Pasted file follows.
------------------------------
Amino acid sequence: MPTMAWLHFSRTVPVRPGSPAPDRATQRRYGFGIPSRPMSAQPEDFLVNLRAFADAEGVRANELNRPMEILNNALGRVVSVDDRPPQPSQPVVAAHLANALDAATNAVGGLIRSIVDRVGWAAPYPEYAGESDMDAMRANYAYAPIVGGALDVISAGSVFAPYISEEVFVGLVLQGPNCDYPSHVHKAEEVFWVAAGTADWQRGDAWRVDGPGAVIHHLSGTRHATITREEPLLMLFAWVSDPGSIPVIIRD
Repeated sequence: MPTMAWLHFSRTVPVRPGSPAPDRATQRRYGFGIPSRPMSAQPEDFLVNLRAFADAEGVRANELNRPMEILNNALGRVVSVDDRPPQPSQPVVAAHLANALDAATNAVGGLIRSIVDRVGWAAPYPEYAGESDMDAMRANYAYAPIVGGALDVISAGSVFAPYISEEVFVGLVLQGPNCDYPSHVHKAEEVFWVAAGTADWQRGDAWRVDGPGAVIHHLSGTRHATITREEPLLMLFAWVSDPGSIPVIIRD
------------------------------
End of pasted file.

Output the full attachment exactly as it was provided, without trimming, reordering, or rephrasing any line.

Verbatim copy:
Amino acid sequence: MPTMAWLHFSRTVPVRPGSPAPDRATQRRYGFGIPSRPMSAQPEDFLVNLRAFADAEGVRANELNRPMEILNNALGRVVSVDDRPPQPSQPVVAAHLANALDAATNAVGGLIRSIVDRVGWAAPYPEYAGESDMDAMRANYAYAPIVGGALDVISAGSVFAPYISEEVFVGLVLQGPNCDYPSHVHKAEEVFWVAAGTADWQRGDAWRVDGPGAVIHHLSGTRHATITREEPLLMLFAWVSDPGSIPVIIRD
Repeated sequence: MPTMAWLHFSRTVPVRPGSPAPDRATQRRYGFGIPSRPMSAQPEDFLVNLRAFADAEGVRANELNRPMEILNNALGRVVSVDDRPPQPSQPVVAAHLANALDAATNAVGGLIRSIVDRVGWAAPYPEYAGESDMDAMRANYAYAPIVGGALDVISAGSVFAPYISEEVFVGLVLQGPNCDYPSHVHKAEEVFWVAAGTADWQRGDAWRVDGPGAVIHHLSGTRHATITREEPLLMLFAWVSDPGSIPVIIRD